Stage by Stage by Jan Jones
|Stage by Stage by Jan Jones|
|Category: Women's Fiction|
|Reviewer: Sue Fairhead|
|Summary: Beth is a teacher, Owen an actor. The style is akin to chick-lit, the romance fairly predictable - yet the characters come alive, the story sparkles, and there's a very realistic background of school and the stage.|
|Buy? Yes||Borrow? Yes|
|Pages: 318||Date: July 2005|
Beth, in her mid-forties with two teenagers, is shocked when her husband Alan walks out on her after a row. Not, as he has before, to play a game of golf and then return to a night in the guest room. This time, he packs his things and does not return. Beth is uncertain what her future holds - not least because Alan is a high-flying businessman and she is a part-time English teacher. She has no idea, at first, how she will support the family without his salary. So, rather reluctantly, she applies for a full-time teaching post and takes in bed-and-breakfast guests.
Beth's daughter Natalie is nearly 16; she and her brother Robin are heavily involved in the theatre, working as extras in repertory when the 'Footlights' company is nearby. Alan is unimpressed by this: he would prefer Natalie to take a job in the office in her holidays, and he thinks Robin should like football rather than dancing. Indeed, as the book progresses it's clear that Alan disapproves of almost everything in his family.
To tie these threads together, one of Beth's early sets of bed-and-breakfasters are three people from the Footlights company. Owen is in his late thirties, a brilliant actor who - like so many in his profession - drinks, swears too much, and is afraid of commitment. Seb is in his early 20s, a polite, very good-looking, up-and-coming star. Cate is the Assistant Stage Manager, and constantly stressed...
There are, in addition, a host of minor characters including some delightful caricatures in Beth's Year 7 class, and some rather nasty pieces of work in the theatre company who are jealous of Seb's talent and good looks. I couldn't keep track of them all in my mind, but it didn't matter too much; they played their parts as extras do on stage, while the main characters were realistic and distinctive.
I didn't think I would particularly enjoy this book. The cover looks like a crime fiction novel: black and scarlet, with a prominent white mask. Although I quickly realised that it wasn't that genre, it is rather unashamedly 'chick-lit', and I'm not generally very keen on that style of book. The plot moves rapidly with multiple viewpoints and casual relationships (though, thankfully, no lengthy details of bedroom antics). There's some humour, particularly in the unlikely characters in Beth's class, but rather than making me cringe, I found myself smiling several times. There's wisdom, too, and kindness, and loyalty. And the settings seem very believable. I have relatives who have worked for short periods in the theatre, and I could certainly recognise some of the situations and stresses described. These didn't feel 'researched' at all - sometimes I didn't quite grasp all that was happening, but I like a book that takes me right into the places and situations of the characters without pausing for careful explanations all the time.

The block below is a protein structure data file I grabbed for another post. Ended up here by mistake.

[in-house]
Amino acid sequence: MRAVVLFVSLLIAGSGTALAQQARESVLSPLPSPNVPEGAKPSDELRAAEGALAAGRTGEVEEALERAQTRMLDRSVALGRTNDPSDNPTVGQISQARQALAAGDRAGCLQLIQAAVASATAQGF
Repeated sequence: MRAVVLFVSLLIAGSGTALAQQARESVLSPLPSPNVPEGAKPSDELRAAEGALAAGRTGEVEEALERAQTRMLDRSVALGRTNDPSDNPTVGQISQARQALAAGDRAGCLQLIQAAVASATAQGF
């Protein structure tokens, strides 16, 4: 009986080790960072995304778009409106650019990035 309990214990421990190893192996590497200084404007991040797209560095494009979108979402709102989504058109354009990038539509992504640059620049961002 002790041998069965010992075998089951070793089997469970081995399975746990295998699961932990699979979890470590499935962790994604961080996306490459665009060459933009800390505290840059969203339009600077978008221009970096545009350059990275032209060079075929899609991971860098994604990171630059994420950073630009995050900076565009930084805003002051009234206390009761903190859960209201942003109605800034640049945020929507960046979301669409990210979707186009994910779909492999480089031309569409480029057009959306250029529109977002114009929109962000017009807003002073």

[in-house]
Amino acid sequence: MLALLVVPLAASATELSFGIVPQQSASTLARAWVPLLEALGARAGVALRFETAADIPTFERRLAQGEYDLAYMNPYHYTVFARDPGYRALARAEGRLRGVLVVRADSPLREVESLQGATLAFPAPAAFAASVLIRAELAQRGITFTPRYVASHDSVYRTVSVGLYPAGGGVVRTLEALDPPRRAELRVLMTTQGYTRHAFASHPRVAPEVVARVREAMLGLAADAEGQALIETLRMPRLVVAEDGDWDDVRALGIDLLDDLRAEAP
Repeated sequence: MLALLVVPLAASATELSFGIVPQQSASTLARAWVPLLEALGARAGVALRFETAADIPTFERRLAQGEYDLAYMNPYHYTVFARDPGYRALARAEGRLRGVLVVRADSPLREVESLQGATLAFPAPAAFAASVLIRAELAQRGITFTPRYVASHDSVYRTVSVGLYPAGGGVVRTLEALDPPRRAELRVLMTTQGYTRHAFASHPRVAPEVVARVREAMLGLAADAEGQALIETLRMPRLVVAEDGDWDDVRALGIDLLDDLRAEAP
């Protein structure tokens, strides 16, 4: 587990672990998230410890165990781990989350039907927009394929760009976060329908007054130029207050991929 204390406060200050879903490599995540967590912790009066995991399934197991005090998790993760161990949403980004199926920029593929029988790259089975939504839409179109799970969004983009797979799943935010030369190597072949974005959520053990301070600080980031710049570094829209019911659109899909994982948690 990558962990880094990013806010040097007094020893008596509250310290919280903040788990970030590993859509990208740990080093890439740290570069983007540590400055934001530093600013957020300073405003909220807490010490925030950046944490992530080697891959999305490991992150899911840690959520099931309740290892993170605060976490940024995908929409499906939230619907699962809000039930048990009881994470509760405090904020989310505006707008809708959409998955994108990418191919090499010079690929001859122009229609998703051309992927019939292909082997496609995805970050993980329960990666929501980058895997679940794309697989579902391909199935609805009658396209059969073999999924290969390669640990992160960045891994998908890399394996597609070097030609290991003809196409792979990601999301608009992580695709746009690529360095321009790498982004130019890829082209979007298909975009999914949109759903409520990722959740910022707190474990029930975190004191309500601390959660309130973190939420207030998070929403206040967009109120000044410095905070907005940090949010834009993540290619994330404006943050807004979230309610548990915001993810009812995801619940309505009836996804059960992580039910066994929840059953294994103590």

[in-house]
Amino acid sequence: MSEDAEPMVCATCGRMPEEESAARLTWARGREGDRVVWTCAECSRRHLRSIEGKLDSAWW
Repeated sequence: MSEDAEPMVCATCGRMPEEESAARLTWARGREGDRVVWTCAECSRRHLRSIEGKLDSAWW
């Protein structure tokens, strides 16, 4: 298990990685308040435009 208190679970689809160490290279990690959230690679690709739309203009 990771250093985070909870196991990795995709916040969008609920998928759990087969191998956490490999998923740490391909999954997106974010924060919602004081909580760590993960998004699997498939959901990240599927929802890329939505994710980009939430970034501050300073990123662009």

What surprised me most was how strongly I empathised with Beth. I'm around the same age, and also have two children, but I'm not much like her in personality. Yet I found myself rooting for her early in the book, anxious when she was worrying, feeling good when she was happy. Jan Jones evidently has a gift for characterisation, at least for her main characters. Some of the minor ones were a little shadowy, but the only one I felt to be rather flat was Robin, who had interesting potential but never really developed as a person.
The main appeal of Transita's published novels is to women over forty, but I think younger people would enjoy this book too; it was a good move to have strong characters who were much younger as well as Beth. I'm still not entirely sure why I liked it so much, but these people rather got under my skin. I was quite disappointed when I remembered there was no more of it to read this evening! I already look forward to re-reading it in a few years.
My thanks to the author for sending the book.
If you like novels about women in their forties, Transita have also published Uphill all the Way and The Scent of Water. If you like the chick-lit style with well-written plots and more depth than normal, The Nanny is similar in style.
You can read more book reviews or buy Stage by Stage by Jan Jones at Amazon.co.uk
You can read more book reviews or buy Stage by Stage by Jan Jones at Amazon.com.
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